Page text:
Riquelme, John Paul, Ed. Gothic and Modernism: Essaying Dark Literary Modernity

By Oppolzer, Markus | Journal of the Fantastic in the Arts, Fall 2008 | Go to article overview

Riquelme, John Paul, Ed. Gothic and Modernism: Essaying Dark Literary Modernity


Oppolzer, Markus, Journal of the Fantastic in the Arts


Riquelme, John Paul, ed. Gothic and Modernism: Essaying Dark Literary Modernity. Baltimore: The Johns Hopkins University Press, 2008. 236 pp. Paperback. ISBN 978-0-8018-8865-6. $25.00.

Gothic and Modernism is essentially a reprint of Modern Fiction Studies 46.3 (Fall 2000). However, John Paul Riquelme, the editor of both publications, provides an updated introduction and adds two new essays to the existing eight. Of these two, Theodora Goss's contribution, co-authored by Riquelme, appeared in MFS 53.3 (Fall 2007), which makes Paul K. Saint-Amour's "Gothic Temporality and Total War" the only original contribution.

This collection of essays sets out to demonstrate Modernism's indebtedness to late nineteenth-century literature and especially Victorian Gothic fiction for some of its central concerns. Accordingly, part 1, "The 1890s," offers readings of Oscar Wilde's The Picture of Dorian Gray, Bram Stoker's Dracula, and Thomas Hardy's Jude the Obscure to show the main characteristics of Gothic literature and highlight early traces of Modernism in these Victorian masterworks. Part 2, "Gothic Popular Forms," deals with the generic merging of the Gothic with other forms of literature, such as the anti-Western, the detective novel, or Postmodern fiction. The title of part 3, "The Gothic and Language," is a slight misnomer, as the first essay, Penny Fielding's "Reading Rooms: M. R. James and the Library of Modernity," is actually about cultural anxieties at the turn of the century, and Graham Fraser's "'No More Than Ghosts Make': The Hauntology and Gothic Minimalism of Beckett's Late Work" offers an introduction to Beckett's transformation of the Gothic into an idiosyncratic and highly aestheticized narrative mode which touches upon the question of language but shows more interest in the representation of spectrality. The newly added part 4, "Gothic Cultural Transformations: Technology, the Posthuman, and Total War," features a cumbersome title that has to accommodate readings of Virginia Woolf's short story "The Mark on the Wall" and Octavia Butler's sf epic Xenogenesis.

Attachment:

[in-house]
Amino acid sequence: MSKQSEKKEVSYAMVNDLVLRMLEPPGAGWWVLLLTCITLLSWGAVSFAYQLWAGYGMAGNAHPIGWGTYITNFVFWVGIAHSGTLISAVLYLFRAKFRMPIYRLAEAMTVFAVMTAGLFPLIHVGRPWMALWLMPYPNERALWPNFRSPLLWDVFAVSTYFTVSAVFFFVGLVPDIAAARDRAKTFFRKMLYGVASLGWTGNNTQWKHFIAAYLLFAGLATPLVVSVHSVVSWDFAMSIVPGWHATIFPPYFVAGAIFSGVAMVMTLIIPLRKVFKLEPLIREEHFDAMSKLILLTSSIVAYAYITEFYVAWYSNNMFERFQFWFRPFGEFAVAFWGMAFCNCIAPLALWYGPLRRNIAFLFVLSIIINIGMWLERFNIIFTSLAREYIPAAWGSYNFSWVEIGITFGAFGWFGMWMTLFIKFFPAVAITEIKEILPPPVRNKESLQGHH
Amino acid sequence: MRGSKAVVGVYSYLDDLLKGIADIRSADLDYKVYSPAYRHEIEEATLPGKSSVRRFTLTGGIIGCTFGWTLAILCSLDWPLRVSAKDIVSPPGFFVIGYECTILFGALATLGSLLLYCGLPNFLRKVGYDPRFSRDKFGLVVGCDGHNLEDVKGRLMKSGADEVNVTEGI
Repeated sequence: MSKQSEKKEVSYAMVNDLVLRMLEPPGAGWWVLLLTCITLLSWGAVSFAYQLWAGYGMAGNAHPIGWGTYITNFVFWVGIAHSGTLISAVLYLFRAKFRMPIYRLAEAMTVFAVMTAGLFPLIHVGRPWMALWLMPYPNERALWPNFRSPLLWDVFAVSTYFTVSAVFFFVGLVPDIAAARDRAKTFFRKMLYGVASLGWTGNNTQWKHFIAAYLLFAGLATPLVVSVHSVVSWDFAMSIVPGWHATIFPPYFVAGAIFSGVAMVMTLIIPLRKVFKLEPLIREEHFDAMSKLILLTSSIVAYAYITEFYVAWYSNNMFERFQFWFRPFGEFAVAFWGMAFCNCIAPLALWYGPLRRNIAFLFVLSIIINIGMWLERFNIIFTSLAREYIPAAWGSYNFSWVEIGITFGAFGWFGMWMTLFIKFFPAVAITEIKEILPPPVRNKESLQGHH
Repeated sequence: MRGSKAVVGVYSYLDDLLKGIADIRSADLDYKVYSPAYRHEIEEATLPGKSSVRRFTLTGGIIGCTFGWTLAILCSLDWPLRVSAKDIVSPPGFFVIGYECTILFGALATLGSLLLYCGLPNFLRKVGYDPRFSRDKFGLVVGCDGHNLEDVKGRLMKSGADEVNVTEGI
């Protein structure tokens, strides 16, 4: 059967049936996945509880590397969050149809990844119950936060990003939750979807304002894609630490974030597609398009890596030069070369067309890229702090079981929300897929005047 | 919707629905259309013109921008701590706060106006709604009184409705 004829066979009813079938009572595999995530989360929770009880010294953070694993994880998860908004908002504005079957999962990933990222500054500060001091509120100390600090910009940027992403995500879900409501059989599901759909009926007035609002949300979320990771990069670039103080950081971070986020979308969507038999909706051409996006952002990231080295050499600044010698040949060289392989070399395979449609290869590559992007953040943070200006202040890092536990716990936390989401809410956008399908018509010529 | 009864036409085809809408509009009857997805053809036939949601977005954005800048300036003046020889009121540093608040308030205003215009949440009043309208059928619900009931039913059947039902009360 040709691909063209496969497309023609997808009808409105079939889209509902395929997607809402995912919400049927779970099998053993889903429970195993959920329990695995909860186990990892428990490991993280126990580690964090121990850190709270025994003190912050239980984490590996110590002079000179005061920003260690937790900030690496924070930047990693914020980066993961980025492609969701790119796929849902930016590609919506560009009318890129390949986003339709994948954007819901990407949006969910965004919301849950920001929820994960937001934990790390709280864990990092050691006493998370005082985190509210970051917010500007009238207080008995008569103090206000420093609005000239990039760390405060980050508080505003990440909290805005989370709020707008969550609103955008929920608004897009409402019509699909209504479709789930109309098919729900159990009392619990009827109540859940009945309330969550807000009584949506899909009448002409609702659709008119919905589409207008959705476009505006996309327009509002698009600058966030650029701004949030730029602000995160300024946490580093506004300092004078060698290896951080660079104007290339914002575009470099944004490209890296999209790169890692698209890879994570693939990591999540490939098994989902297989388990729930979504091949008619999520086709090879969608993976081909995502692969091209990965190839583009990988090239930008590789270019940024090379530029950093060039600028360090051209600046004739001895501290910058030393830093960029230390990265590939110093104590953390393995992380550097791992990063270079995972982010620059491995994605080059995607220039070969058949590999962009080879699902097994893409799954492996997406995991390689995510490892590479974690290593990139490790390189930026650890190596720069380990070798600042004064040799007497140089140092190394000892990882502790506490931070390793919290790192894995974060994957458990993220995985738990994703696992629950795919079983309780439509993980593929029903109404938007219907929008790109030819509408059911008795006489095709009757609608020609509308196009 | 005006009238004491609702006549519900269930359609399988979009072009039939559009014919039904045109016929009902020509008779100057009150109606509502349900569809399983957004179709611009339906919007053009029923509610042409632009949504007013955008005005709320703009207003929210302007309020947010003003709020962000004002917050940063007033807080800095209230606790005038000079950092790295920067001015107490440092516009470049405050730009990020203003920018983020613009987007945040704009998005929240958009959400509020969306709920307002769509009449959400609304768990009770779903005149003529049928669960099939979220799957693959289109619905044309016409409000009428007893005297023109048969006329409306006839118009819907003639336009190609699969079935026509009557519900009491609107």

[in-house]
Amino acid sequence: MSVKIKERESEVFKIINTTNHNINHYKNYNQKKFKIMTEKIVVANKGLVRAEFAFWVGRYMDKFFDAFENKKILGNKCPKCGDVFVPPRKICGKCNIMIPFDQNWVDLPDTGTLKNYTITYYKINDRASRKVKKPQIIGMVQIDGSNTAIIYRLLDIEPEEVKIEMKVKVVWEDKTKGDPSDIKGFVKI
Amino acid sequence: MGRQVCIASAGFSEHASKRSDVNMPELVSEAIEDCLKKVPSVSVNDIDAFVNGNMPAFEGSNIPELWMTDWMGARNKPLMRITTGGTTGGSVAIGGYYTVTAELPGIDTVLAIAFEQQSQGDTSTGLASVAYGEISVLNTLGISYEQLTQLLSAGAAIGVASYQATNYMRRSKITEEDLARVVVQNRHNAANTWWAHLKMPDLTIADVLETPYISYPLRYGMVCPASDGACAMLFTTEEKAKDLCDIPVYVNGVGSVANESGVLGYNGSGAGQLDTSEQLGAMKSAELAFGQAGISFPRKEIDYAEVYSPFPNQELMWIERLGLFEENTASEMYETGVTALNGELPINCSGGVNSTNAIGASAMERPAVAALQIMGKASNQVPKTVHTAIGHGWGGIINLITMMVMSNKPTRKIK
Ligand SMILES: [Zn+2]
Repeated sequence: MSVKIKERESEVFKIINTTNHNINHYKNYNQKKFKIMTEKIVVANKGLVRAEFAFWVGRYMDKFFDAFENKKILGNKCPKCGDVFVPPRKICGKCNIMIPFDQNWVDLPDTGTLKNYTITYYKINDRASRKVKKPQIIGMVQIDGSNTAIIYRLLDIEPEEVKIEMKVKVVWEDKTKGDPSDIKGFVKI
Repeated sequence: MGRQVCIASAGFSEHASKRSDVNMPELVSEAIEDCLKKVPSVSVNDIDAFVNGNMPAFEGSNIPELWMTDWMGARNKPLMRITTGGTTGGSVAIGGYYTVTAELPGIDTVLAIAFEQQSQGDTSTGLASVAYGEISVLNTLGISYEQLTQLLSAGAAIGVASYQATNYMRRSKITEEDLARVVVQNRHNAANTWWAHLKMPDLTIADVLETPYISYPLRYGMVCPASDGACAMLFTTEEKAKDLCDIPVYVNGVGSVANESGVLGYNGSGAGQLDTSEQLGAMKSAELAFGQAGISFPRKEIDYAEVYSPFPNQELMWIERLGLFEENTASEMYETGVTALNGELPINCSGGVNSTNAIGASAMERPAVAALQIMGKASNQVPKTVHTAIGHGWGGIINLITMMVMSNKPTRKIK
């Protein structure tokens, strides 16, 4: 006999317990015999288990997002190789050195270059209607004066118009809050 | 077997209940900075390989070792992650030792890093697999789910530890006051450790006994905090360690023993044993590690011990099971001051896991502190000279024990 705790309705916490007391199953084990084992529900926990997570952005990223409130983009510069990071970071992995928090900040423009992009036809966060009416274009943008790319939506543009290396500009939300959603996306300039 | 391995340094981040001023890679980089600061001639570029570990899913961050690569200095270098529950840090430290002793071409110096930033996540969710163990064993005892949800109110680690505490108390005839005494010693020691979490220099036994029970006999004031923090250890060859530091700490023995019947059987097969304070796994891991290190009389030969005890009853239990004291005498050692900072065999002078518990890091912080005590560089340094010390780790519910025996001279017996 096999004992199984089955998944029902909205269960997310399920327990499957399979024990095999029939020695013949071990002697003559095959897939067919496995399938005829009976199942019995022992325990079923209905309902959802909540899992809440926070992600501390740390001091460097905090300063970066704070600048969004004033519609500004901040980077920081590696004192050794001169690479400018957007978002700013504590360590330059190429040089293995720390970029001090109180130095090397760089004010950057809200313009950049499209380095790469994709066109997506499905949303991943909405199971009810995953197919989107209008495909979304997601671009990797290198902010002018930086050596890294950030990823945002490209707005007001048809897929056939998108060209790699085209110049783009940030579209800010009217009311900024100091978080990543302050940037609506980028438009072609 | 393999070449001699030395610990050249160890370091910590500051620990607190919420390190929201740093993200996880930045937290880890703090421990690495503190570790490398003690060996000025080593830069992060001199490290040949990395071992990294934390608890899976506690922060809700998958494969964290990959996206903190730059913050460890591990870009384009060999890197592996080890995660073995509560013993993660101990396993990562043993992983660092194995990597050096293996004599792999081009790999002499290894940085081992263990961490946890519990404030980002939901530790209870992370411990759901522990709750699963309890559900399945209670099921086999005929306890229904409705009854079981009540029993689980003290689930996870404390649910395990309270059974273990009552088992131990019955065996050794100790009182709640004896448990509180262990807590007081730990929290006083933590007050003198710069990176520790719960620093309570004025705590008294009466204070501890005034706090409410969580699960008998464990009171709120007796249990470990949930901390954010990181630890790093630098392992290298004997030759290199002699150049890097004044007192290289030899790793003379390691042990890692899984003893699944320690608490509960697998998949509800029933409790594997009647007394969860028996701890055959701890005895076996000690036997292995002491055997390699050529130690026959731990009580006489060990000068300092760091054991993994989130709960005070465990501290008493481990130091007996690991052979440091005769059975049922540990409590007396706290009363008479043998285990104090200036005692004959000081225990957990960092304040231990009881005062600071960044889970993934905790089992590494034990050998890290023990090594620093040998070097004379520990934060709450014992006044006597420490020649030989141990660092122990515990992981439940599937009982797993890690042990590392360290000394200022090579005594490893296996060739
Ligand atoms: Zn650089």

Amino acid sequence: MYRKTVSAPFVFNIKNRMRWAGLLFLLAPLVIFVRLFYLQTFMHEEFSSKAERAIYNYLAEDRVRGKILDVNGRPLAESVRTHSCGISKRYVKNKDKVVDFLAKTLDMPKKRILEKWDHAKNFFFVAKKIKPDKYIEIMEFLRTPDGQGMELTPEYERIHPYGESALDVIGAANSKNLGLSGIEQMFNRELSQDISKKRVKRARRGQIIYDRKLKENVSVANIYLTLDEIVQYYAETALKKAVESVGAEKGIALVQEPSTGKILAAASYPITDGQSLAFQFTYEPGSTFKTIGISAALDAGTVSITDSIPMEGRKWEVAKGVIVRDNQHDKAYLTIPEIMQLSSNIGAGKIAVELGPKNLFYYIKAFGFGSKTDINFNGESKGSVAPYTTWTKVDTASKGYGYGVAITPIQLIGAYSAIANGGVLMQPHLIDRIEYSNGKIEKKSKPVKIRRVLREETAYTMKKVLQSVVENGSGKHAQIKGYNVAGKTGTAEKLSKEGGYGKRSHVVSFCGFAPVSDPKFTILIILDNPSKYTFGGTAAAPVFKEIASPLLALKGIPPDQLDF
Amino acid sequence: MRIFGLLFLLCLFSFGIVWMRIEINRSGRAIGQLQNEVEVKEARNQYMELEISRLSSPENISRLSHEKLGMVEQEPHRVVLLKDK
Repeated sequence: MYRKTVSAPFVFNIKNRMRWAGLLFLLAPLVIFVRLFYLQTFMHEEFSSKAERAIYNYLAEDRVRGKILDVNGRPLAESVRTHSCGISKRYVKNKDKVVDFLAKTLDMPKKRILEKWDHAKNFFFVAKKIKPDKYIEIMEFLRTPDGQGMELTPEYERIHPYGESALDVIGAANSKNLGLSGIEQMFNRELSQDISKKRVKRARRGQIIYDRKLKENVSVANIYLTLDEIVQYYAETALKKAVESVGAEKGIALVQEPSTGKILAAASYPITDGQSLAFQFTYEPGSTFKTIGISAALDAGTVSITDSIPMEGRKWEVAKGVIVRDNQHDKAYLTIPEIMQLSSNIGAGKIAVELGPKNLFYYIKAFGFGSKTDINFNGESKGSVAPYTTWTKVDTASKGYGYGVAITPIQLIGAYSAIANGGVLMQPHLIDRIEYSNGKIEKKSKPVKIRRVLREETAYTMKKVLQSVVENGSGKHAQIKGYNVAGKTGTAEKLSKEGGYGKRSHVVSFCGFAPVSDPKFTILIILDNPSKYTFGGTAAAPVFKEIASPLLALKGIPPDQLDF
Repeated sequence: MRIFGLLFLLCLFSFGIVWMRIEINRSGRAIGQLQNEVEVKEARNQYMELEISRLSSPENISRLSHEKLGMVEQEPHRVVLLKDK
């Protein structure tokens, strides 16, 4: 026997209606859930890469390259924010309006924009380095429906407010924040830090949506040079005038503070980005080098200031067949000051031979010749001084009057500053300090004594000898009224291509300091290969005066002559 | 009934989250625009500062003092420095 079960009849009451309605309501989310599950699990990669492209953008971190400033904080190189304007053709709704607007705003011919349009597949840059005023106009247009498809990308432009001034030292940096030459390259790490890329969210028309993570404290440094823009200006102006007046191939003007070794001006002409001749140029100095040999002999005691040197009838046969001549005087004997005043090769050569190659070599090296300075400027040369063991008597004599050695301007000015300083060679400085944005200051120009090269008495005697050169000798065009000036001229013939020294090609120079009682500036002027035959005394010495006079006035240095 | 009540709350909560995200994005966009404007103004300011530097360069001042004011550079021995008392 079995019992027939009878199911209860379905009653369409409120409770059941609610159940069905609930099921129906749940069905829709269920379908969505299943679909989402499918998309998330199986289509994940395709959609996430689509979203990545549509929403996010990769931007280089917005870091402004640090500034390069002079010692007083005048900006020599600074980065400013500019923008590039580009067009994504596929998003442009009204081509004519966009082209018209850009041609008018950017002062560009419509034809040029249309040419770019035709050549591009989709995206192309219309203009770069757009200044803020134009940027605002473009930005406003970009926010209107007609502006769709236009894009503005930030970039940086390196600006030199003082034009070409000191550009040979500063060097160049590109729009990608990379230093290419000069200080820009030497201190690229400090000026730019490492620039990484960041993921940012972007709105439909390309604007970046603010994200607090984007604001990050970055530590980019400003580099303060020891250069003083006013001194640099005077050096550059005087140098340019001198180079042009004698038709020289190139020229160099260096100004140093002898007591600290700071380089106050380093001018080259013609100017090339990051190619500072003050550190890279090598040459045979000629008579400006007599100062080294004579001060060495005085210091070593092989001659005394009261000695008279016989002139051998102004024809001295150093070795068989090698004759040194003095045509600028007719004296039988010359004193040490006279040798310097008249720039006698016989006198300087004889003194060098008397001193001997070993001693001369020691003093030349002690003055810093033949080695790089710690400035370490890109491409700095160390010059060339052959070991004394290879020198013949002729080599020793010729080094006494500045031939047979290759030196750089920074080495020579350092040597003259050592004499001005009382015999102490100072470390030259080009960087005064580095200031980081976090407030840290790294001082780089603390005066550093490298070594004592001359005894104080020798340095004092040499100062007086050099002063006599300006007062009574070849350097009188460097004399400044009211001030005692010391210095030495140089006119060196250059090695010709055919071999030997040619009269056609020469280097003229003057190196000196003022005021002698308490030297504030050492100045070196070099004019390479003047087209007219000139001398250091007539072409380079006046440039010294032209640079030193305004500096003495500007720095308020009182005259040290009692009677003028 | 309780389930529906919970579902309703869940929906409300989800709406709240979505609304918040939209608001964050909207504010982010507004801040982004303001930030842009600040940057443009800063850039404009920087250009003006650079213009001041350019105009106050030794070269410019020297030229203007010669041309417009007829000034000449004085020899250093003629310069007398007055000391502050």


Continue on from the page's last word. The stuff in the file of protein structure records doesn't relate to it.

The meanderings of the Gothic mode between its peak production periods in the final decades of the last three centuries is a notoriously under-researched field in Gothic Studies, and any attempt to shed light on the survival of its main traits in other forms and fictions is a most welcome enterprise. In preparing Gothic and Modernism, Riquelme brought together scholars who either specialize in late nineteenth-century fiction and Victorian Gothic or in (Post)Modernism, asking the first group to detect early signs of Modernist writing in some of the classics of late nineteenth-century fiction and the other to discuss (Post)Modern texts in terms of the Gothic tradition. This editorial strategy, however, leads to contradictory results.

The greatest strengths of the collection are, at the same time, its weakest points. Most of the contributors seem to have become interested in the Gothic because their respective fields of research confronted them with narrative phenomena that could best be described in terms of the Gothic. This provides a fascinating and enriching extension of Gothic Studies into areas that those who come from within the discipline may never have thought of. Penny Fielding's cultural studies approach to M. R. James, Graham Fraser's essay on Beckett, and Paul K. Saint-Amour's work on Gothic temporality are highly original contributions that deserve wide recognition. Fraser offers striking insights by just referring to a single source of Gothic criticism, and Saint-Amour manages to get by with Wilkie Collins's The Woman in White as his only point of reference, even though the novel is more frequently read in the context of sensation fiction. His intriguing comments on Gothic temporality also excuse some otherwise hardly tenable generalizations, such as the "linear drives of [the Gothic's] plotting" (209) or its "fundamentally escapist and anti-realist mode" (217). …

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